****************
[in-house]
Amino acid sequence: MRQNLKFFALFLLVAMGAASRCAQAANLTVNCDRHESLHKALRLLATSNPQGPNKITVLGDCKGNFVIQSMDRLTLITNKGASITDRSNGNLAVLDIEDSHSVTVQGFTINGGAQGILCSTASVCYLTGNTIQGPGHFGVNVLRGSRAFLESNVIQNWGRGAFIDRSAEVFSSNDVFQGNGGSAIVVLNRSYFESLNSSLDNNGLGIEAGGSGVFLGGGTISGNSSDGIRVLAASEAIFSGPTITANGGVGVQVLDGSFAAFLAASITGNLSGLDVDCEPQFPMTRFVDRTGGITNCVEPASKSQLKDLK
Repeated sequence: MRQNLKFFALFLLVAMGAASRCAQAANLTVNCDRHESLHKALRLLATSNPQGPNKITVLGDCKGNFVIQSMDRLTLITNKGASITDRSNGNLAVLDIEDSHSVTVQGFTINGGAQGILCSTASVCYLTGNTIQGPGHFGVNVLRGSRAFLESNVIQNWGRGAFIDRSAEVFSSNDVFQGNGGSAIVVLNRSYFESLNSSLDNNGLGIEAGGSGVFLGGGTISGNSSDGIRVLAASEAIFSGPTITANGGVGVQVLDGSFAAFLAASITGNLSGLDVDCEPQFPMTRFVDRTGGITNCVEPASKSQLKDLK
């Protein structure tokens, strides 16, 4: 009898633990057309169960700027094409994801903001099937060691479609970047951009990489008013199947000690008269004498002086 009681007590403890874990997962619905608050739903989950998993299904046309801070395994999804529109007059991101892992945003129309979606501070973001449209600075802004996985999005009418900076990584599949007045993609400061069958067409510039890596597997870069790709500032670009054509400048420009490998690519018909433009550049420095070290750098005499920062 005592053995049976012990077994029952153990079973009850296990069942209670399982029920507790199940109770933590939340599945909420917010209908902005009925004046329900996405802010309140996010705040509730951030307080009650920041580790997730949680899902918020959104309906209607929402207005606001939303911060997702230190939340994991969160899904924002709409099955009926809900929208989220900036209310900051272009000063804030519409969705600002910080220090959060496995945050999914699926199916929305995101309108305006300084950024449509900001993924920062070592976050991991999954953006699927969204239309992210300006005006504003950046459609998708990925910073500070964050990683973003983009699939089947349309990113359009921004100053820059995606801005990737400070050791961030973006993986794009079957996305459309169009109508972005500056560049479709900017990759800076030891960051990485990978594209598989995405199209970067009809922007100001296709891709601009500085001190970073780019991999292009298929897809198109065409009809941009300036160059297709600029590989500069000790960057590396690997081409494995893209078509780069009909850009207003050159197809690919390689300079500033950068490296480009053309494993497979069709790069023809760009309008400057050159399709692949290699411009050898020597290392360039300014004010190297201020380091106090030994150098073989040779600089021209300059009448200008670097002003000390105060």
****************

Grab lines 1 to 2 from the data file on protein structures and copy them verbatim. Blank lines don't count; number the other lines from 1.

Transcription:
[in-house]
Amino acid sequence: MRQNLKFFALFLLVAMGAASRCAQAANLTVNCDRHESLHKALRLLATSNPQGPNKITVLGDCKGNFVIQSMDRLTLITNKGASITDRSNGNLAVLDIEDSHSVTVQGFTINGGAQGILCSTASVCYLTGNTIQGPGHFGVNVLRGSRAFLESNVIQNWGRGAFIDRSAEVFSSNDVFQGNGGSAIVVLNRSYFESLNSSLDNNGLGIEAGGSGVFLGGGTISGNSSDGIRVLAASEAIFSGPTITANGGVGVQVLDGSFAAFLAASITGNLSGLDVDCEPQFPMTRFVDRTGGITNCVEPASKSQLKDLK